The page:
North: Headed north takes you to Highway 49 Yuba Pass. Fun ride on up to Downieville and Sierra City. Take Gold Lakes Drive to connect with the retirement community of Graeagle and head north for La Porte Rd and circle back around via La Porte Rd.
South: Reaching Penn Valley, head across Highway 20 and continue a parallel trek along Highway 49 towards Auburn via Indian Springs Rd to McCourtney Rd to Lime Kiln Rd. This pops back out on Highway 49, but will also keep you off the main highway.
East: Don't miss the gold rush town of North San Juan and Malakoff Diggins. The whole town is now a state park but can be reached via Tyler-Foote Rd.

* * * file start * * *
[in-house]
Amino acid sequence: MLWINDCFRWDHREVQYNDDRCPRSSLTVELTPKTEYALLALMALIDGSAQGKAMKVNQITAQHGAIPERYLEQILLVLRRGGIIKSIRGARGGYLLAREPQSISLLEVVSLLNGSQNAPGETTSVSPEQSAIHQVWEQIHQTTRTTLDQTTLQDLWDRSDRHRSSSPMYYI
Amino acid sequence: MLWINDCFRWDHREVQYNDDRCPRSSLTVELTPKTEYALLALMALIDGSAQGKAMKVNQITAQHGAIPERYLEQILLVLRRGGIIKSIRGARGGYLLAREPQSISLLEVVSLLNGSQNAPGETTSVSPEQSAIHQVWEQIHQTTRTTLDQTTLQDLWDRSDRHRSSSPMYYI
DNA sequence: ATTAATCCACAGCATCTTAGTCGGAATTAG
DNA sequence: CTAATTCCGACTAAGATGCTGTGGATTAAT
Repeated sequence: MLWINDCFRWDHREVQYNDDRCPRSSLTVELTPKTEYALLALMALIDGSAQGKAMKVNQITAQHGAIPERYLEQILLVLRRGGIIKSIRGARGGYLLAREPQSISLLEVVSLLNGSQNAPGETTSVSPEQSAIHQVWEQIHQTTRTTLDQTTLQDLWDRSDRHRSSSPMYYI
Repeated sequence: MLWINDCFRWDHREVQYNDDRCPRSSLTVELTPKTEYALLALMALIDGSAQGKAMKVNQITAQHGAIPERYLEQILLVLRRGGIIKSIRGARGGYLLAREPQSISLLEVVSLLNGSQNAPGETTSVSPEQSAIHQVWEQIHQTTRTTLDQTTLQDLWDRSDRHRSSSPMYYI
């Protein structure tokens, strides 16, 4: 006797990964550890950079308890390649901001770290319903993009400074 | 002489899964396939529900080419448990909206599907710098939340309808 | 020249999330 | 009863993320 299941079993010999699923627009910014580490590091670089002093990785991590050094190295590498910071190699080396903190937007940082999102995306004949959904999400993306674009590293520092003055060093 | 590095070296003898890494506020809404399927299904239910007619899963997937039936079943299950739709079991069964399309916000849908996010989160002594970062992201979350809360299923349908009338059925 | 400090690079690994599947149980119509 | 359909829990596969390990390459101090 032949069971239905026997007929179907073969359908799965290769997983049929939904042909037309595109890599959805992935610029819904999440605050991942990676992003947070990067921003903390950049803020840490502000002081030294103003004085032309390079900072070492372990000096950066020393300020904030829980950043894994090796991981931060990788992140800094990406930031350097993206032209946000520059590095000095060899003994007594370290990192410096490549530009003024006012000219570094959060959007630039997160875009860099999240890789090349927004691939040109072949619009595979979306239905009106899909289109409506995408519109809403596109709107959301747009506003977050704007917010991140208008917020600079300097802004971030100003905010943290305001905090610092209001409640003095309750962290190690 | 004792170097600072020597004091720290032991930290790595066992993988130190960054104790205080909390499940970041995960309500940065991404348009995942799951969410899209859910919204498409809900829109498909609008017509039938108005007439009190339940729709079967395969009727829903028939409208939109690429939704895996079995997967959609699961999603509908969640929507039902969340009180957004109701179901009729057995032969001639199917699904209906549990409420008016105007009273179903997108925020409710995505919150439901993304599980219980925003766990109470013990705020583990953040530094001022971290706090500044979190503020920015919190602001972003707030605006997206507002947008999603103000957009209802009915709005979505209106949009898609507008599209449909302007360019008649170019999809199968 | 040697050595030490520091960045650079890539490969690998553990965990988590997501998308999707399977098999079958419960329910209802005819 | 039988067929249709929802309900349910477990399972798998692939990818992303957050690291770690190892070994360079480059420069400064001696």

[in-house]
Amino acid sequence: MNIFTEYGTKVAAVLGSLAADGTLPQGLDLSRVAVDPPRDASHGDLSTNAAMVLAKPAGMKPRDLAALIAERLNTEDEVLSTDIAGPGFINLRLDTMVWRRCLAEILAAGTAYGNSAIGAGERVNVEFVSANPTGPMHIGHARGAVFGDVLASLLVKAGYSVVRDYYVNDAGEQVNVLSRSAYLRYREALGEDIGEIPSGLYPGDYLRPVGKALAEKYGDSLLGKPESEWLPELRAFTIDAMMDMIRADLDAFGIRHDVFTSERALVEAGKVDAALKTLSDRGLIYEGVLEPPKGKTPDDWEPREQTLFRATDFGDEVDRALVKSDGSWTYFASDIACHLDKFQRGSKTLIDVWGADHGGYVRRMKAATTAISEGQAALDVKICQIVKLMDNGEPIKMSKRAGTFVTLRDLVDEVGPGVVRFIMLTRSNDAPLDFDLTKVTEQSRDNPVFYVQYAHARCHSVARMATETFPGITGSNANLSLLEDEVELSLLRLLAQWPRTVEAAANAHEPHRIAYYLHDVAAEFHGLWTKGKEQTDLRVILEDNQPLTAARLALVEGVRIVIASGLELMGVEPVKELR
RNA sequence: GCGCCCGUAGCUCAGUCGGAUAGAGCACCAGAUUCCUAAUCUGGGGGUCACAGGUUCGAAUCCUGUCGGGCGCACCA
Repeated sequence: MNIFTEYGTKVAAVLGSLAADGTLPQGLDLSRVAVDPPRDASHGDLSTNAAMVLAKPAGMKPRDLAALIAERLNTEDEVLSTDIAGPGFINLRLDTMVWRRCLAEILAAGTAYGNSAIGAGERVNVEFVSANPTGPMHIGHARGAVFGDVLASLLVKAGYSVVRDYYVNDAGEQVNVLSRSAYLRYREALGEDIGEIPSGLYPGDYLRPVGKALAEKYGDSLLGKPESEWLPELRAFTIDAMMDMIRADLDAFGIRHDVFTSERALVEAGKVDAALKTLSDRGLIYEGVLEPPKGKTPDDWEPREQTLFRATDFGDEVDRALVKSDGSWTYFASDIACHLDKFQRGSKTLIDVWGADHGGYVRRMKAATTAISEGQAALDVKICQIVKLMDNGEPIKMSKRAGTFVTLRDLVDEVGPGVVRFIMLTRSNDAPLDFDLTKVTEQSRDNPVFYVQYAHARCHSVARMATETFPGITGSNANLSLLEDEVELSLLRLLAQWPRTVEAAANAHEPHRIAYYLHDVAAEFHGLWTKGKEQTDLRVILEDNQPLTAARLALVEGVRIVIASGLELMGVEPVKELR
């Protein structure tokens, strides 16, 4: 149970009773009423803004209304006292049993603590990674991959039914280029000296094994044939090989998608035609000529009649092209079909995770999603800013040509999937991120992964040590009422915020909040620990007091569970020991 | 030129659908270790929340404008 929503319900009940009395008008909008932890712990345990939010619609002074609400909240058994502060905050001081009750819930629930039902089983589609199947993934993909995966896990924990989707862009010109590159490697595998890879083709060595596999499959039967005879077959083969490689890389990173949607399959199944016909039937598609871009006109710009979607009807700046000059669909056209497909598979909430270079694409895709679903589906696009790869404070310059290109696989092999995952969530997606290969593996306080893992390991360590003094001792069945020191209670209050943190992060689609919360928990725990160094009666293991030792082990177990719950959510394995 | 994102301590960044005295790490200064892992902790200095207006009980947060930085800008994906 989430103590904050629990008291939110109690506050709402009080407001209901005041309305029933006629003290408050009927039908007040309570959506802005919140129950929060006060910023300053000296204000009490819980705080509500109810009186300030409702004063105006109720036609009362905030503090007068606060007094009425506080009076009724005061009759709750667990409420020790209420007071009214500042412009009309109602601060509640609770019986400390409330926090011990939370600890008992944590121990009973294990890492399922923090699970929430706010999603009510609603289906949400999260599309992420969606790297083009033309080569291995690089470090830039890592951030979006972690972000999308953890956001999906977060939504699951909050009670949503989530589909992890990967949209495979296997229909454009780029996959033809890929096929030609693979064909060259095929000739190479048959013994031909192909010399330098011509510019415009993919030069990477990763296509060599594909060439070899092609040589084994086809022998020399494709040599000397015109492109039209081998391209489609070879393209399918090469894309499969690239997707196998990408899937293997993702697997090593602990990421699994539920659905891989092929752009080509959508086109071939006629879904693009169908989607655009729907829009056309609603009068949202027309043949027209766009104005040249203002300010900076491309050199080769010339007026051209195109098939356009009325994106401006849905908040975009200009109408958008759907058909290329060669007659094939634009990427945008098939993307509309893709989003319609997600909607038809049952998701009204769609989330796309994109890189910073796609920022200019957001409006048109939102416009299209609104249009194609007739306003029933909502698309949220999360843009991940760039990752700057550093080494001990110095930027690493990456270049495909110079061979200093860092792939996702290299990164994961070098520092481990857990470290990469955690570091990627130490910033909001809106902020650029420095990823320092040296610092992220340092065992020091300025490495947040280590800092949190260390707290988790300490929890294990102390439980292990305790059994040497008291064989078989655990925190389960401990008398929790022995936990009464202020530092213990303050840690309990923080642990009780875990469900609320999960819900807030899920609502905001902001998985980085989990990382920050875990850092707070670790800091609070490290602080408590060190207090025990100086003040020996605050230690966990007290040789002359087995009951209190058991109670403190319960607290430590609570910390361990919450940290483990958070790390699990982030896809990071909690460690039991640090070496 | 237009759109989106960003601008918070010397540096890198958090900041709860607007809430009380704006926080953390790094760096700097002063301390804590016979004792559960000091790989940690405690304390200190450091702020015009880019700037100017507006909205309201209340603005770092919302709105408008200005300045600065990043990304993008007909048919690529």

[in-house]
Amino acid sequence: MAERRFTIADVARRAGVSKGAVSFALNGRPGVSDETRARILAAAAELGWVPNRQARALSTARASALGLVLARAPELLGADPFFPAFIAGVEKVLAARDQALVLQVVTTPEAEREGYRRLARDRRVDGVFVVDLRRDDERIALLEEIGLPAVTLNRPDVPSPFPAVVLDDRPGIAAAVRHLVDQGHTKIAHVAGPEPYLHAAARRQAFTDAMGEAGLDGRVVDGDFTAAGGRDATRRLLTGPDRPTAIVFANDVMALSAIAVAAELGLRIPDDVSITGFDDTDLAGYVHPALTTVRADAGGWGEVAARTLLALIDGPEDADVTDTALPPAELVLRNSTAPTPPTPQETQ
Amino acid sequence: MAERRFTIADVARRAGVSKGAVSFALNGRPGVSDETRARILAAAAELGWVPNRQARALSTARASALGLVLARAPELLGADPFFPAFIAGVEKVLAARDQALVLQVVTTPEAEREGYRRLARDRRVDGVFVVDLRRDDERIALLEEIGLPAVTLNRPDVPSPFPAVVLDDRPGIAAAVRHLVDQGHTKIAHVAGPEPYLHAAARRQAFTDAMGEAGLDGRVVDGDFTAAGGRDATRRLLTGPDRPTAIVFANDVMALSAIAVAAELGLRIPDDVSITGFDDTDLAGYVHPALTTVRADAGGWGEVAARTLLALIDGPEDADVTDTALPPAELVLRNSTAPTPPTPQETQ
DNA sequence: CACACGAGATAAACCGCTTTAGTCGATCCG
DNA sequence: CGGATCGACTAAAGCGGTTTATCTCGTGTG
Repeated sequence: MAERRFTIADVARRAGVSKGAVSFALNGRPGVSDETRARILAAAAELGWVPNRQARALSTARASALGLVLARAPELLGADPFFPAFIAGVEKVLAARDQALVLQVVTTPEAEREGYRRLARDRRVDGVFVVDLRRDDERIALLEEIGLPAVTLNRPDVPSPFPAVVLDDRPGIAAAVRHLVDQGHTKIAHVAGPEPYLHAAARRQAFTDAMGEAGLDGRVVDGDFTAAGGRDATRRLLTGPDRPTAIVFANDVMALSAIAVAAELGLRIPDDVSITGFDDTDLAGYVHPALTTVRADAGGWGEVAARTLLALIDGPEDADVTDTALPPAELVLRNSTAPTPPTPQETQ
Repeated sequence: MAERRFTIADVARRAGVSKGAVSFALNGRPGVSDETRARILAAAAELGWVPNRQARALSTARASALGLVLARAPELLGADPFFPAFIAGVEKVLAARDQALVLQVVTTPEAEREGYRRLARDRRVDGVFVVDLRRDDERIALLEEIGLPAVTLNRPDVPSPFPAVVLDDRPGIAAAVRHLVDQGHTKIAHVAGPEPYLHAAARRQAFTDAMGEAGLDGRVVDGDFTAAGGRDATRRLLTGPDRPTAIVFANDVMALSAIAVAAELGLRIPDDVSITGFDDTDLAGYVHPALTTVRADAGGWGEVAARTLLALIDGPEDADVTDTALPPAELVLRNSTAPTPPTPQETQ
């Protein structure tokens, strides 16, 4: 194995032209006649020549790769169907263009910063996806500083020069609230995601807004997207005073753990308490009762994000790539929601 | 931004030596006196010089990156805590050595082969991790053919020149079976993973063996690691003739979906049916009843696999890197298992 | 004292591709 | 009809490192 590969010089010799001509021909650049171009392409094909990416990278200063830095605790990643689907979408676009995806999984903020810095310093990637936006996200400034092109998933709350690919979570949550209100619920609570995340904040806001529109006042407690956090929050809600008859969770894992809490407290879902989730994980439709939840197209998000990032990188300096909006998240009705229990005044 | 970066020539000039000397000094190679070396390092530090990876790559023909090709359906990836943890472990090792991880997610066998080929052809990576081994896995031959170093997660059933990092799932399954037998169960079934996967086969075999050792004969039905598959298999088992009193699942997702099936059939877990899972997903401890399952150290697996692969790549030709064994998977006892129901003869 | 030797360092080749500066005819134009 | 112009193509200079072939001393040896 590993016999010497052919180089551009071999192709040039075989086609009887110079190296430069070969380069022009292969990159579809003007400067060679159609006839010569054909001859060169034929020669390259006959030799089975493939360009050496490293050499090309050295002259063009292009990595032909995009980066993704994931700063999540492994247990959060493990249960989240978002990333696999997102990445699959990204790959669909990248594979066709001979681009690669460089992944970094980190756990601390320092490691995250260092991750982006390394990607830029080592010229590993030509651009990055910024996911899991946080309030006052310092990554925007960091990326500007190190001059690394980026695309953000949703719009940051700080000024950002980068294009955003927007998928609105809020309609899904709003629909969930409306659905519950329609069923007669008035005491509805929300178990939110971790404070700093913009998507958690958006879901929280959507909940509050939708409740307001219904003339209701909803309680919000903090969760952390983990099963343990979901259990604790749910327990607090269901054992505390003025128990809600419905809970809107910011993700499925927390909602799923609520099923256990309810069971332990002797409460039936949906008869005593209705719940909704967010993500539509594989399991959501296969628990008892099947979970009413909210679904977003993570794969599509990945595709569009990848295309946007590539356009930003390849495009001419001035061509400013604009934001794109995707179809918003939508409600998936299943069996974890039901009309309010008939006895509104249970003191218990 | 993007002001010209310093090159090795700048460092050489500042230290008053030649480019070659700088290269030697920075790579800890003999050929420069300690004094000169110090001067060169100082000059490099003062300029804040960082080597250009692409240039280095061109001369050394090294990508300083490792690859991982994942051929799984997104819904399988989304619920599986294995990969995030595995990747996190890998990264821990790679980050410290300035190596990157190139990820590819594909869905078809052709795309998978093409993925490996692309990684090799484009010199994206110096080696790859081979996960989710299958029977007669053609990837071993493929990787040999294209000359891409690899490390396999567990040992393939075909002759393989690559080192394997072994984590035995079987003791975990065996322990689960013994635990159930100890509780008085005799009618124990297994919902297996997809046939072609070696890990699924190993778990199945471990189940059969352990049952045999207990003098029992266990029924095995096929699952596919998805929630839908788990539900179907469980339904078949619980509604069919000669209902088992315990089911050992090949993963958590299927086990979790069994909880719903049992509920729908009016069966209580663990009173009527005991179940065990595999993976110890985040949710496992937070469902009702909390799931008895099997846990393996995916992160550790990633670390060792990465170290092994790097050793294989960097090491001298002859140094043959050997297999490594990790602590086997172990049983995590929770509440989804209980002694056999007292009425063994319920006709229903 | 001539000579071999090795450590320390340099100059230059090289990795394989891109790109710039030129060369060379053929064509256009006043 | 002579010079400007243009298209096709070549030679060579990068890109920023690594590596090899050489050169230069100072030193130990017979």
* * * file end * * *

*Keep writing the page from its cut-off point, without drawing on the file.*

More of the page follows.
West: Headed downhill into the valley, note the aforementioned Mooney Flat Rd at the Lake Wildwood spillway provides a fun detour to keep you off Highway 20. Note you can also stay off Highway 20 by taking Smartsville Rd across the top of Beale AFB into Linda.
Pleasant Valley Rd - Photo Gallery
MORE INFO: Pleasant Valley Rd / Bridgeport Covered Bridge
RIDE IT on a PASHNIT TOUR
15 Miles - LENGTH
Short single lane, fair, twisty two-lane - PAVEMENT
Quite a few - CURVES
Penn Valley, Nevada City - GAS
Nevada City, Grass Valley - LODGING
1200 ft - PEAK ELEVATION
39.292739, -121.194906 - Bridgeport Covered Bridge
LISTED CONNECTING SIDEROADS:
Mooney Flat Rd
Bittney Springs Rd
Highway 49 Yuba Pass